O Come, O Come Emmanuel [Studio Sessions]

shutterstock_203336374_FotorHere’s the fifth installment of studio session videos from our Christmas album, Prepare Him Room.

O Come, O Come, Emmanuel has a rich and varied history. The tune originated somewhere in 15th century France, while the lyrics have their origins in the centuries old O Antiphons, sung or recited by some Catholics and Anglicans at Vespers from December 17 to December 23.

Each verse of the carol focuses on a different title for Christ. Depending on which version you sing, we hail Christ as Emmanuel, Rod of Jesse, Dayspring, Key of David, Desire of Nations, Wisdom, and Lord of Might.

The most common version of O Come, O Come, Emmanuel was translated by John Mason Neale in 1861 for Hymns Ancient and Modern. As I’ve sung it throughout the years, I’ve often wanted the song to reference what Jesus has accomplished, even as we wait for his return.

So for Prepare Him Room, my good friend, Steve Cook, and I set about working on lyrics that focused on Jesus’ role as prophet, priest, and king. We wanted to capture the “already and not yet” dynamic of our salvation. Here’s what we ended up with:

O come, O come, true prophet of the Lord
And turn the key to heaven’s door
Be Thou our comforter and guide
And lead us to the Father’s side
Rejoice! Rejoice! Emmanuel
Shall by His word our darkness dispel

O come, our Great High Priest, and intercede
Thy sacrifice our only plea
The judgment we no longer fear
Thy precious blood has brought us near
Rejoice! Rejoice! Emmanuel
Has banished every fear of hell

O Come, Thou King of nations bring
An end to all our suffering
Bid every pain and sorrow cease
And reign now as our Prince of Peace
Rejoice! Rejoice! Emmanuel
Shall come again with us to dwell

When we sang this version at Sovereign Grace Church of Louisville a couple weeks ago, I was moved by the increasing hope each verse instilled in our hearts as we sang.

The video features Rebecca Elliott on piano and vocal, Devon, my son, on acoustic and vocal, Jared Torrence on drums (who since this video broke his hand…), Noah Welch on bass, Neil DeGraide on electric (also the producer of Prepare Him Room), and Emily Donovan on violin.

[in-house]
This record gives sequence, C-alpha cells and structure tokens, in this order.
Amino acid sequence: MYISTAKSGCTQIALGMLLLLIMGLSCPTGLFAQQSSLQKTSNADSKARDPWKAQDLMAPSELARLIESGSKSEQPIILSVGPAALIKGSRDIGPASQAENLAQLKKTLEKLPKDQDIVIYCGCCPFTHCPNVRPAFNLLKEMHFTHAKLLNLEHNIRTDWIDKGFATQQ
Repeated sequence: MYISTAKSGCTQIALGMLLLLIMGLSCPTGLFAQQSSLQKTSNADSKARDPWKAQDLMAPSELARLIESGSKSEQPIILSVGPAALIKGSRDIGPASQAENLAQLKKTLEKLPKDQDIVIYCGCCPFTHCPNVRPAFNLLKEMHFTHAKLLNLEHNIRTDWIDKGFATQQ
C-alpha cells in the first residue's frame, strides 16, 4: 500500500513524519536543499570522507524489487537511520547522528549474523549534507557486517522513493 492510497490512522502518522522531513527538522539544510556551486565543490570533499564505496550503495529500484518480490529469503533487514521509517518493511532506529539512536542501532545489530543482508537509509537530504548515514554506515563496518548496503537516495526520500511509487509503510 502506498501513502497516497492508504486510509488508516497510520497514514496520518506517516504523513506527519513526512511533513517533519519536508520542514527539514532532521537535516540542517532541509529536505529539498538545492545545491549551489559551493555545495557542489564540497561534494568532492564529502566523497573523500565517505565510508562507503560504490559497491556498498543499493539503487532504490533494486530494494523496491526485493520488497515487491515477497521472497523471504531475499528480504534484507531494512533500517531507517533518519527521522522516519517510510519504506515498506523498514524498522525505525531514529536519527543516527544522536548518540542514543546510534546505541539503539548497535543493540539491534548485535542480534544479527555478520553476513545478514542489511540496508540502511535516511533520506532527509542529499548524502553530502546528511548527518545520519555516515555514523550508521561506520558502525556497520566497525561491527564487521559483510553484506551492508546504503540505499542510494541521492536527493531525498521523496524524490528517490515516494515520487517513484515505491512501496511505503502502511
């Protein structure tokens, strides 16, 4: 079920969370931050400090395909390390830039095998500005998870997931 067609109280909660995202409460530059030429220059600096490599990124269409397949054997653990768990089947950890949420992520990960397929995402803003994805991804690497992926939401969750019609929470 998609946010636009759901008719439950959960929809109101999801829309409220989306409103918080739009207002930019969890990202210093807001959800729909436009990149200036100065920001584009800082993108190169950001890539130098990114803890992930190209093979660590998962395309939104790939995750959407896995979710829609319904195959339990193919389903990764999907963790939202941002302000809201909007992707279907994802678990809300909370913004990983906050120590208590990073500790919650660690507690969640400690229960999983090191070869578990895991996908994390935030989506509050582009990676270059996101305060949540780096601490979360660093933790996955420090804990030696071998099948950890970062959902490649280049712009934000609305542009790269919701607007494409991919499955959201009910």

And if you haven’t seen it already, check out the accompanying Prepare Him Room family devotional by my good friend, Marty Machowski.

(Image courtesy of Renata Sedmakova from Shutterstock.com)

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11 Responses to O Come, O Come Emmanuel [Studio Sessions]

  1. Chris McDougall December 7, 2014 at 4:13 AM #

    Sounds terrific, Bob! I also really enjoy the lyrical additions. I don’t think a lot of modern worship leaders do this enough, repurposing a worship song based on situation, moment, or culture of a congregation. Instead there’s often a “me too” aesthetic where churches have to recreate something that’s already been done. Great job!

    • Bob Kauflin December 7, 2014 at 7:23 AM #

      Chris, thanks for your encouraging words. I’m always a little nervous when we change lyrics to a familiar hymn or carol. I grew up Catholic so didn’t know a lot of the more common Protestant hymnody, so I used to change lyrics quite freely. Now I’m more hesitant to do it, but actually have a stronger conviction that it should be done for the reasons you cite! I’ve seen a number of hymns tweaked, but I’m not always sure of the purpose behind it. Thanks again for your encouragement.

  2. Jerry Kauflin December 7, 2014 at 7:47 PM #

    That is a beautiful arrangement of that hymn.

  3. Lindele December 8, 2014 at 8:26 AM #

    We sang this yesterday at my church. It’s one of my favorites on the CD. I love the new lyrics and the chords. I also taught God Made Low and plan for us to sing both of those at our Christmas Eve service. Thanks for such a great CD!

    • Bob Kauflin December 8, 2014 at 9:12 AM #

      Glad you’re enjoying the album and that it’s serving your church, Lindele!

  4. garlicmom December 15, 2014 at 2:58 AM #

    I am always disappointed to people changing the lyrics that others have written. (In this case it’s just an old translation–though a commonly used one). There are just so many other options for creating music that “fits the culture” of a particular church -including writing a new piece. It can also be jarring to those of us who know our Christmas carols by heart and want to sing along. I know people see this issue differently and I view your organization with charity-believing your intent is the glory of God.

    • Bob Kauflin December 15, 2014 at 8:23 AM #

      Garlicmom, thanks for commenting. I agree with you that there are plenty of new songs still to write! But composing new lyrics for a familiar tune has geen going on for centuries. It enables people to proclaim truth together more quickly than if they had to learn a new melody. And of course, people can keep singing the old lyrics!

  5. Jon Kim December 14, 2016 at 6:47 PM #

    Where can we get the Strings music sheets or charts?


  1. O Come, O Come Emmanuel | Saved To Be Changed - December 6, 2014

    […] The latest video from Sovereign Grace’s new Christmas album, Prepare Him Room, is their beautiful arrangement and adaptation of “O come, O come Emmanuel.” Bob Kauflin has just posted a helpful piece explaining the history and lyrical focus of the carol, which you can read here. […]

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